Baku, February 28 – Some analysts have argued that Moscow opposes Kosovo’s independence because of Kremlin fears that international recognition of Pristine could lead to Russia’s loss of control of some of its own border areas, especially in the North Caucasus.
And others have suggested that the Russian government has done so in order to curry favor with other countries that face significant territorial challenges of their own and thus use this issue to mobilize parts of the international community against the United States and Western Europe.
But Moscow’s own handling of the so-called “unrecognized” states in the former Soviet states – Abkhazia, South Ossetia, Karabakh, and Transdniestria – suggests that there is yet another reason, at least in terms of what the Russian government is prepared to do with respect to the aspirations of the residents of these breakaway republics.
In an article in yesterday’s Moscow Times, Yuliya Latynina makes that point explicitly, beginning with the observation that as far as the situations in Kosovo and Abkhazia in particular are concerned “Russians are split between two camps – patriots and liberals.”
The “patriots believe that Kosovo should be a part of Serbia,” she writes, but they are equally adamant that “Abkhazia should not be a part of Georgia.” Liberals take just the opposite view. They agree only that “Kosovo is one thing and Abkhazia is quite another.”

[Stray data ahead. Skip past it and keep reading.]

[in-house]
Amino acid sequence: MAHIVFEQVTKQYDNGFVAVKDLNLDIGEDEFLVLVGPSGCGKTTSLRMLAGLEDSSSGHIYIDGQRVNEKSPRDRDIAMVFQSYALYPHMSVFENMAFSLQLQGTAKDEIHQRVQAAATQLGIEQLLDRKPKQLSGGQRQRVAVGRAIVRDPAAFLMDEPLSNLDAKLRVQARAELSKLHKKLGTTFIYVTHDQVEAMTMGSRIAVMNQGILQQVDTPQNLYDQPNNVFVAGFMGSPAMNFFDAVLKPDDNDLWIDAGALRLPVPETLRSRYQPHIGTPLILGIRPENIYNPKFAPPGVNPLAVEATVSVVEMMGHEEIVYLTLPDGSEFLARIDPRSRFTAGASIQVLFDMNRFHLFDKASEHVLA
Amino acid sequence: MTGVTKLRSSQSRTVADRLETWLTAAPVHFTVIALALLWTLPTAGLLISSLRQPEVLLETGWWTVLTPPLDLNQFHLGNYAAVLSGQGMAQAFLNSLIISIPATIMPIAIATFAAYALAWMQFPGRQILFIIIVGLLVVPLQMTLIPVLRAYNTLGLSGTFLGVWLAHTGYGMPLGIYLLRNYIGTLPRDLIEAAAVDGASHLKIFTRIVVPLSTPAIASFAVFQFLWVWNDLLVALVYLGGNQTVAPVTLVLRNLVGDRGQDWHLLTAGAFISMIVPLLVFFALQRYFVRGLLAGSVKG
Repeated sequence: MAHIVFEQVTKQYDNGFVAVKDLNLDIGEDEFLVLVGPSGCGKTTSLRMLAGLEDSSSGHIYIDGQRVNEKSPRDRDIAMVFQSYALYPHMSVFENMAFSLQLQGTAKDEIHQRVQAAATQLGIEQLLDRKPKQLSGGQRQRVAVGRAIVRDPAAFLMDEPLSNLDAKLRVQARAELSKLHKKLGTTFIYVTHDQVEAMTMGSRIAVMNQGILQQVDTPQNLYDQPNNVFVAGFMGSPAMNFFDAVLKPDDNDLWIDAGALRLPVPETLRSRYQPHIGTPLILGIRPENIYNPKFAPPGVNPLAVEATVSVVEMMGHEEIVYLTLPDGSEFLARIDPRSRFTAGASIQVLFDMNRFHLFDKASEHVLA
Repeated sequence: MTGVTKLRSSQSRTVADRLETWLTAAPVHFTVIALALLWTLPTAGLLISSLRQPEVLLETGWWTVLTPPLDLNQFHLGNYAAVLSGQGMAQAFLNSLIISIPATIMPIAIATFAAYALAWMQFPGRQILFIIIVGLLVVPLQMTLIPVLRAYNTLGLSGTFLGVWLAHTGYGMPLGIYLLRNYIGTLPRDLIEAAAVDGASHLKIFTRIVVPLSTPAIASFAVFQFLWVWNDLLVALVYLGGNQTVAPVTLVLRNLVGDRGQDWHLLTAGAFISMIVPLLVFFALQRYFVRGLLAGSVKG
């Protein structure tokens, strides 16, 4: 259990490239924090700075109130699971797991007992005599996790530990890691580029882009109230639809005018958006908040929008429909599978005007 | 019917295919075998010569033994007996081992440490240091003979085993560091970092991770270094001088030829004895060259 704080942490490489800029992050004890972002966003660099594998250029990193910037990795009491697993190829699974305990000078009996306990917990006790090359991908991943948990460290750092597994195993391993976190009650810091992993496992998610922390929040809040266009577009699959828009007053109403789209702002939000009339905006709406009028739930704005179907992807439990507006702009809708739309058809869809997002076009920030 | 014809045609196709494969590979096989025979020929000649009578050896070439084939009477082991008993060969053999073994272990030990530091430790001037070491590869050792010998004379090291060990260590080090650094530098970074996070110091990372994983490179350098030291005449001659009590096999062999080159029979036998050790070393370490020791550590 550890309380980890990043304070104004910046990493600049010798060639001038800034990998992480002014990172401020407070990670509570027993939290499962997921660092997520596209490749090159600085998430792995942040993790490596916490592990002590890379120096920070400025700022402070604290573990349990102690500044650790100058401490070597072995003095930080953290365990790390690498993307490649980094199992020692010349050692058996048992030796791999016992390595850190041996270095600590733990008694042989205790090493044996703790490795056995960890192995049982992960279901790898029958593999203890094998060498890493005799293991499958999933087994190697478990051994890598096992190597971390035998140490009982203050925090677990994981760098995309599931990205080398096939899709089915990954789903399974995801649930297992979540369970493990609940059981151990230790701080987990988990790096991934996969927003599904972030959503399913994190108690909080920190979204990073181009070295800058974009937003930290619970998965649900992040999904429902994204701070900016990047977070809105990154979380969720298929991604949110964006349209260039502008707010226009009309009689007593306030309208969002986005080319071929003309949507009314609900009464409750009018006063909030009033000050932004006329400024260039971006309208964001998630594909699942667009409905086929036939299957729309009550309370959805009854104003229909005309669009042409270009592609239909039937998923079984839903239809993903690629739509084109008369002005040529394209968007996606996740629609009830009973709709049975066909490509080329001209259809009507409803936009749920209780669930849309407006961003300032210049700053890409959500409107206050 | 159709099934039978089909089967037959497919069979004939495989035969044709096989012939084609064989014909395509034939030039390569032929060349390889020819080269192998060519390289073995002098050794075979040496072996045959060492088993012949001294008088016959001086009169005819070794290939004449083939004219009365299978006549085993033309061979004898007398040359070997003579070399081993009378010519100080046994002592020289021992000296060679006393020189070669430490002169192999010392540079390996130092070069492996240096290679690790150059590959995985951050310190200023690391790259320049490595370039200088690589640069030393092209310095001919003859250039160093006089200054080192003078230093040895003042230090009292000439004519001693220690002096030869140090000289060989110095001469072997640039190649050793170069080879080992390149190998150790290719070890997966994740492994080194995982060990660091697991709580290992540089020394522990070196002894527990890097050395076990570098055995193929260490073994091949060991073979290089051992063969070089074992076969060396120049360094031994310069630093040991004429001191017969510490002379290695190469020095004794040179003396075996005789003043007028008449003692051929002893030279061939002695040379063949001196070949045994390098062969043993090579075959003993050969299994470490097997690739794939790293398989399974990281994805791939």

According to Latynina, “however, the two cases are identical. Both Serbia and Georgia freed themselves from the influence of the Soviet Union. After gaining freedom, both began instituting repressive measures against ethnic minorities [and] both of these small countries decided to become small versions of the Soviet Union.
Europe’s approach, she continues, is “very rational” in that “it does not want to support a weak semi-state in the center of the continent,” one certain to be wracked by internecine struggles for decades or longer. And to prevent that, the West is prepared to recognize Kosovo’s independence and help it build an effective state and a stable society.
Some in Georgia and elsewhere assume that Moscow is helping Abkhazia to achieve the same thing. But that is a superficial reading of the situation. What is actually happening is that the Russian government “is really doing everything to ensure that Abkhazia never gains independence.”
And that is because, Latynina says, “Russia is less interested in helping the people of Abkhazia than it is in causing problems for Georgia” by retaining a powerful lever Moscow can use against Tbilisi whenever that suits Russian purposes and keeping the entire region unsettled and thus less attractive for other countries to get involved.
Were Moscow really interested either in principles or in stability around its borders, the Russian government would be doing something different. But in the end, Latynina suggests, that may not matter as much as many in Moscow, Tbilisi or elsewhere now appear to think.
And thus “any way you look at it, Abkhazia is doomed to become independent,” because “today's democratic Georgia” must pay for two mistakes of its predecessor – “sending tanks into Abkhazia in 1992 and, even worse, losing the war.” Today’s “Serbia is also paying a high price for the crimes of former President Slobodan Milosevic.”